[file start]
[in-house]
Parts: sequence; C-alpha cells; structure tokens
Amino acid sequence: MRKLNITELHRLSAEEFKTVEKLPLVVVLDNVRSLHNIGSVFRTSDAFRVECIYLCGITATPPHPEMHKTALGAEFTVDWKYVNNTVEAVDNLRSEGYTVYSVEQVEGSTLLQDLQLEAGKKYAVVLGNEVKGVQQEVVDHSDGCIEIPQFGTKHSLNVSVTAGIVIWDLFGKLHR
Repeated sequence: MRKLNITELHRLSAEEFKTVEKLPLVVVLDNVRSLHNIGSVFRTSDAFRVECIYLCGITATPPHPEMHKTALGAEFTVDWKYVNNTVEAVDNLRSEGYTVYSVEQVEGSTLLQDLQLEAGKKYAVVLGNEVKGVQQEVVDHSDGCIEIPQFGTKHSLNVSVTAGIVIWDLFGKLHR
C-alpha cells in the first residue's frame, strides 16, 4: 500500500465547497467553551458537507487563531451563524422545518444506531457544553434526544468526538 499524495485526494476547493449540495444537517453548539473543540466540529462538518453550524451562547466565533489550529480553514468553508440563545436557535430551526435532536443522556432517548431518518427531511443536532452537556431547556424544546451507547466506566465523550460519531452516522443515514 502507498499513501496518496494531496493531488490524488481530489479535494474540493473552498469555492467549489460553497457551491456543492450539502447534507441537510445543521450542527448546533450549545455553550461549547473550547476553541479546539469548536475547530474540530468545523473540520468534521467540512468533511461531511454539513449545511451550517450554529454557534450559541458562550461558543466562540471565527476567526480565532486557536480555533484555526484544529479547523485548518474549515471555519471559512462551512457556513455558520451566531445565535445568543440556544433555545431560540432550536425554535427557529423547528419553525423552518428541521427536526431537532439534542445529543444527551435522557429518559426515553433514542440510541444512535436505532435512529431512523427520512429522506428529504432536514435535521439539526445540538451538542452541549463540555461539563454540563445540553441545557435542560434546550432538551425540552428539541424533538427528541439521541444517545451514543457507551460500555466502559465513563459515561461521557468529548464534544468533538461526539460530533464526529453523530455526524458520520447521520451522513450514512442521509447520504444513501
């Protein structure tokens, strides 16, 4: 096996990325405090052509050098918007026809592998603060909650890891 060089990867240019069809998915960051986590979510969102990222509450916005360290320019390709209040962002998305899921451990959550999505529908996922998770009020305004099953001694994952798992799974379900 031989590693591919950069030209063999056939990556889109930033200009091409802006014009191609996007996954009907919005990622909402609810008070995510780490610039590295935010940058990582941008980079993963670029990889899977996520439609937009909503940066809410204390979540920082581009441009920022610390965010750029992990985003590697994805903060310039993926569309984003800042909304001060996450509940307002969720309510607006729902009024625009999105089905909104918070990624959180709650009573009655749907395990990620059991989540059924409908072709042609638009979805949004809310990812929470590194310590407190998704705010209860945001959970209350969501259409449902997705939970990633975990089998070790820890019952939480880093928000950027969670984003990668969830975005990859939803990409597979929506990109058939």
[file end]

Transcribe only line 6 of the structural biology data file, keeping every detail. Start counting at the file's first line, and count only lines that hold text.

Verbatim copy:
């Protein structure tokens, strides 16, 4: 096996990325405090052509050098918007026809592998603060909650890891 060089990867240019069809998915960051986590979510969102990222509450916005360290320019390709209040962002998305899921451990959550999505529908996922998770009020305004099953001694994952798992799974379900 031989590693591919950069030209063999056939990556889109930033200009091409802006014009191609996007996954009907919005990622909402609810008070995510780490610039590295935010940058990582941008980079993963670029990889899977996520439609937009909503940066809410204390979540920082581009441009920022610390965010750029992990985003590697994805903060310039993926569309984003800042909304001060996450509940307002969720309510607006729902009024625009999105089905909104918070990624959180709650009573009655749907395990990620059991989540059924409908072709042609638009979805949004809310990812929470590194310590407190998704705010209860945001959970209350969501259409449902997705939970990633975990089998070790820890019952939480880093928000950027969670984003990668969830975005990859939803990409597979929506990109058939």